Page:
The roll-out of the Friends and Family Test to all NHS services should be welcomed by those working in the community.
Anything that recognises standards of care given in GP surgeries, community hospitals and people’s homes matter just as much as that delivered on an acute hospital ward should be applauded. All too often initiatives and media reports focus on nurses working on wards, and never mention that such work is equally essential in other environments. So bravo that the community is being given equal billing.
But patient satisfaction scores are only one part of the story. In a world where TripAdvisor rankings, Amazon stars and Google ratings guide our every decision, it is important not to get sidetracked by the figures.
Knowing whether someone would recommend their district nurse is valuable feedback for that individual nurse and his or her manager. However, knowing why – or why not – is the most important part of the puzzle.
And the results from practice nurses in a GP surgery or district nursing team is going to tell a different story to those scores on a busy ward of a large teaching hospital or even a district general hospital.
Patients with long-term conditions will see the same district nurse over and over again. In some parts of the country there will be no other nurse available to change their dressings or administer their medication.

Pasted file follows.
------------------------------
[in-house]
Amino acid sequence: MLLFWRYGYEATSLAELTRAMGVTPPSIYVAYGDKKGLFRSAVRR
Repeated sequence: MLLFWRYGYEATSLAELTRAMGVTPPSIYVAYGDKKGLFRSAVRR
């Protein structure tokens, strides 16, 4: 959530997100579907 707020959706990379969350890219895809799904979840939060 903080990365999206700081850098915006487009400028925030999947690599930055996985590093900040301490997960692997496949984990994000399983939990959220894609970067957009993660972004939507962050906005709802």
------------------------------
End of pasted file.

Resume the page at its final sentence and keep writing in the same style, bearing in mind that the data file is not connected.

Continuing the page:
I suspect the results of the tests will be different in the community, where relationships are often much longer term and more personal than in the acute sector.
Patients may not feel comfortable criticising someone who comes into their home every day to provide what they consider “a favour” rather more than a service – someone whom they see as a friend.
Alternatively, spending more time with a patient could expose greater flaws or personality “clashes”.
Rolling out the test will tell an interesting tale, and it’s one we’ll be keen to follow at Nursing Times. But it should be analysed with an understanding of the nuances between caring for patients on a ward and caring for them in their own home.
Compassionate care offered by community nurses often takes on a different look when administered in a ward – the way people want to be looked after varies depending on where they are and how comfortable they feel.
Nursing should be careful not to get caught up in a drive to set such standards that it devises a seventh C – consistency. Doing the same thing in every situation is not always the right thing to do. For in the case of nursing, what makes nurses unique is their ability to tailor the care depending on the situation and the patient in front of them. And long may that continue.